If the complaint is accepted, the National Contact Point (NCP) will offer assistance (officially called ‘good offices’), usually in the form of mediation or conciliation, to help the parties resolve the issues.

Mediation process

The mediation stage is supposed to last about six months – but it has often lasted much longer. During this stage, NCPs typically offer mediation services to the parties. Mediation is dialogue-based and intended to facilitate an agreement between the parties on the issues raised in the complaint.

  • NCPs usually offer video calls and sometimes in-person meetings, including one-on-one meetings with each party or joint meetings all together.
  • NCPs may provide mediation themselves or through a hired professional mediator.

Mediation may result in an agreement between the parties on all or just a few of the claims discussed, or it may yield no agreement. The NCP will conclude the discussion in consultation with the parties, usually after an agreement is reached or if the NCP perceives no further progress will be made in mediation.

Role of complainants

As a complainant, you should prepare for this stage in a few ways:

  • Think about your goals: you may not be able to achieve all of them, so decide which are your priorities.
  • Know your limits: Don’t compromise too much during a negotiation, and be ready to leave the discussion if it is not an effective mechanism to resolve the issues or you feel harmed by the process.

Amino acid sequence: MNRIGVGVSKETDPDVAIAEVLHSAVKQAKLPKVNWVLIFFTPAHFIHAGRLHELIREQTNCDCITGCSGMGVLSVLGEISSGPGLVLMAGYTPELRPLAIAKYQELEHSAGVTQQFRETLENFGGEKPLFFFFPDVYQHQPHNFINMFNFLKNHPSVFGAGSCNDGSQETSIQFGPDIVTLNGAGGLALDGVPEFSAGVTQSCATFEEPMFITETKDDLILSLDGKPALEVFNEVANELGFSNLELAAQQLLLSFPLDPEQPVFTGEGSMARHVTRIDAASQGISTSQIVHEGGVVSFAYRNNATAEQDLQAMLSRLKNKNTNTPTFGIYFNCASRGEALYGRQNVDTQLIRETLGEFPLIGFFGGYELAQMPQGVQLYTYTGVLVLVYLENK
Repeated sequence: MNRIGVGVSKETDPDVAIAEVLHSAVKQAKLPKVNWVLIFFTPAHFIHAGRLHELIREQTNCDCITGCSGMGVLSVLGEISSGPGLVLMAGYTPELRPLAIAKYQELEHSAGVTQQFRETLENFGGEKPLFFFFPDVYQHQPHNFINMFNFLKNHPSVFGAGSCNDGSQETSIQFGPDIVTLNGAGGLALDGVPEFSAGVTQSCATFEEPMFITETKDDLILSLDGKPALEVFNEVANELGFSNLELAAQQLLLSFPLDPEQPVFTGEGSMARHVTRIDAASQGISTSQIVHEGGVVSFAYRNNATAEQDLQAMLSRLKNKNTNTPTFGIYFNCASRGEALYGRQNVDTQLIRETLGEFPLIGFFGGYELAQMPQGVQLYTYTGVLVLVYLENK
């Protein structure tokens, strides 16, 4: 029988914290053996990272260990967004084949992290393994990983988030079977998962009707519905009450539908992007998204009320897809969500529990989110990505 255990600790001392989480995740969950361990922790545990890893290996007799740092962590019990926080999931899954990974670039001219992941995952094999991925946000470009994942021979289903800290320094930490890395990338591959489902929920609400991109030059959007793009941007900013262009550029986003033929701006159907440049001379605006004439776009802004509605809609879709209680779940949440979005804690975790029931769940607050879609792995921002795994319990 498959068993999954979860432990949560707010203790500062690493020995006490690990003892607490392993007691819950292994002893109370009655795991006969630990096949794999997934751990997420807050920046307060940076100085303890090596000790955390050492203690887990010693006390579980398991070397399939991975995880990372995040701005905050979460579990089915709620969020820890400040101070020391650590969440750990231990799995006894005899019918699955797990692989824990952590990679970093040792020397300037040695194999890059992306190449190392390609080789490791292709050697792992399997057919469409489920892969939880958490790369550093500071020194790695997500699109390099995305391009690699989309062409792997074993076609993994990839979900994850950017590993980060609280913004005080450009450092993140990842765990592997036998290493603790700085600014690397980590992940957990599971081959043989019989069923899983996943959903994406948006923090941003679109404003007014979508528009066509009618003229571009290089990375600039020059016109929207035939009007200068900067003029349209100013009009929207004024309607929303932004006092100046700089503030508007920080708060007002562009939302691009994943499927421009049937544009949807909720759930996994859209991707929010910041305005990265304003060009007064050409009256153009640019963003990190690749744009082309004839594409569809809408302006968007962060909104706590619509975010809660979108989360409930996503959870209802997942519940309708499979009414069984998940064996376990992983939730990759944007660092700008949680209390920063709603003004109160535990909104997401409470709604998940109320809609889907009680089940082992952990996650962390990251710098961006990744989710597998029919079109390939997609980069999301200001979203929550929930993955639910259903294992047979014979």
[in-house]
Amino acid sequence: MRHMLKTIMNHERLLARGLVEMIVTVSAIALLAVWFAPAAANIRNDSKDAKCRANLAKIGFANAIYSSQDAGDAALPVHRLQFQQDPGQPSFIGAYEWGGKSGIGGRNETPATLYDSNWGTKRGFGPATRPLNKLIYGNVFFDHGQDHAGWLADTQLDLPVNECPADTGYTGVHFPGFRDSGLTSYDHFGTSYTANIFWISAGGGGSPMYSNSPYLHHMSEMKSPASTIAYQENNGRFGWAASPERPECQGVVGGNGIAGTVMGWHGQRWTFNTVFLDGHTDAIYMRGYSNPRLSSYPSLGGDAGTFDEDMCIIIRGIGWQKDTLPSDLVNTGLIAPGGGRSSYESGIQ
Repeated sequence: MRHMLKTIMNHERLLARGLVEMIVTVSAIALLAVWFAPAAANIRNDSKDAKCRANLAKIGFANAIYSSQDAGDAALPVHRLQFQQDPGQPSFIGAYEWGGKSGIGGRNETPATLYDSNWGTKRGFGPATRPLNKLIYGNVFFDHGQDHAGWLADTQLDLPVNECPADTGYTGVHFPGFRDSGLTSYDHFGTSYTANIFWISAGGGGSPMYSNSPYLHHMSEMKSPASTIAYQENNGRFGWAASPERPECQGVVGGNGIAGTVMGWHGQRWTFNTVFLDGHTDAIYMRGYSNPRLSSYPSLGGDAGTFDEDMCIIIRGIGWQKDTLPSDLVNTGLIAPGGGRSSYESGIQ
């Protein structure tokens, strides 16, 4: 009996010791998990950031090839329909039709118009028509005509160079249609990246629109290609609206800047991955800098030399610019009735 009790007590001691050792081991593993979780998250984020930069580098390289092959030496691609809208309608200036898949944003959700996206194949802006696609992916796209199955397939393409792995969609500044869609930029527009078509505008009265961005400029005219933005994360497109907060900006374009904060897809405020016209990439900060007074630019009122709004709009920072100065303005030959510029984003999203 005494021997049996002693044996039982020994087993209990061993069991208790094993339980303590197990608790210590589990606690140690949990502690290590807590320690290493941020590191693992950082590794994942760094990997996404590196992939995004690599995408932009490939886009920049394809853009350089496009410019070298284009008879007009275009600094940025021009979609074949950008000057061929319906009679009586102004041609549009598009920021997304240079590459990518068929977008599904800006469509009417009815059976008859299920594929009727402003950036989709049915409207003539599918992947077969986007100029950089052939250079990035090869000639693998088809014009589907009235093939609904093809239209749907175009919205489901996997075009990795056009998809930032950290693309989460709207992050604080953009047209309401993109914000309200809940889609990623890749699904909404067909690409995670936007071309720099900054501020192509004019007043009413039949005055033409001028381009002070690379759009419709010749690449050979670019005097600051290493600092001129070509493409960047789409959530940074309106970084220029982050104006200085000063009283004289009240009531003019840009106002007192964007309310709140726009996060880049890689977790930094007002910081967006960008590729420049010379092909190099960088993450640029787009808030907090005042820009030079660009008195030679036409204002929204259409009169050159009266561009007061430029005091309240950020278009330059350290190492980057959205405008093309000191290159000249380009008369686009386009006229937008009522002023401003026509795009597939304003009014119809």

• Try to understand the company’s goals, perspectives, weaknesses, and where common interests may be shared.

Complainants often wonder how much they may communicate about the case during mediation. We have developed guidance on transparency and confidentiality by complainants and companies during the NCP complaint process.

Role of companies

Because the OECD Guidelines are not binding on companies, companies can choose not to engage in the mediation stage or complaint process overall.

  • If a company decides to participate in mediation, the NCP will offer video calls and/or in-person meetings, including one-on-one meetings with the NCP or joint meetings with the complainant.

If the company(ies) does not engage or leaves the mediation before the complainants feel ready to stop, OECD Watch recommends complainants ask the NCP still to investigate the claims, make recommendations to improve the company’s compliance with the standards, and determine whether the company breached the OECD Guidelines. Contact us if you need advice on a company’s approach at this stage.